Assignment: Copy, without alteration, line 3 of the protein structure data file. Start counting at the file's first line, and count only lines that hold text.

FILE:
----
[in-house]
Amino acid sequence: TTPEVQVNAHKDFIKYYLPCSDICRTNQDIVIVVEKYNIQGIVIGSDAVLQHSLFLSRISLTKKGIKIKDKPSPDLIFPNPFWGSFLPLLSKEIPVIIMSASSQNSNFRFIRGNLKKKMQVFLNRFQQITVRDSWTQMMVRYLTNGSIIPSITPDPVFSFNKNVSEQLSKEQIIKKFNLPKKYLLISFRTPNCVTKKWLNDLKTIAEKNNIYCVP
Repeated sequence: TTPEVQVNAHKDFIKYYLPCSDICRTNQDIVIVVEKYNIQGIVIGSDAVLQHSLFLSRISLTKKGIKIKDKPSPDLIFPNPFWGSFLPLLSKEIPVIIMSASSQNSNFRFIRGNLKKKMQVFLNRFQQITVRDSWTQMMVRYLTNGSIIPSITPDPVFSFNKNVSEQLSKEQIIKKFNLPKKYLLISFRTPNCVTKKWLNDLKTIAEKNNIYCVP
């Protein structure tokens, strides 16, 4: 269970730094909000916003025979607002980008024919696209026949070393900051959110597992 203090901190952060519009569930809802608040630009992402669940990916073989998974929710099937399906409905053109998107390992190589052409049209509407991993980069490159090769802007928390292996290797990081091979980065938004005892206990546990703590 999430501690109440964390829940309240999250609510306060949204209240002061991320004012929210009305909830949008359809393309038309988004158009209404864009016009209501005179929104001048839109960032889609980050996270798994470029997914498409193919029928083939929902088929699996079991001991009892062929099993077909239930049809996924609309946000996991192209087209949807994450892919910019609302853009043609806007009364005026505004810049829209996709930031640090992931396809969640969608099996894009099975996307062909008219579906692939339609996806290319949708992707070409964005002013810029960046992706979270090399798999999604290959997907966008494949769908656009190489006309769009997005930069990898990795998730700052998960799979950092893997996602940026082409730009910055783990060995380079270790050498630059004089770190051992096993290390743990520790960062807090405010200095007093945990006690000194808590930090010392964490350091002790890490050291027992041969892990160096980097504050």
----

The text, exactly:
Repeated sequence: TTPEVQVNAHKDFIKYYLPCSDICRTNQDIVIVVEKYNIQGIVIGSDAVLQHSLFLSRISLTKKGIKIKDKPSPDLIFPNPFWGSFLPLLSKEIPVIIMSASSQNSNFRFIRGNLKKKMQVFLNRFQQITVRDSWTQMMVRYLTNGSIIPSITPDPVFSFNKNVSEQLSKEQIIKKFNLPKKYLLISFRTPNCVTKKWLNDLKTIAEKNNIYCVP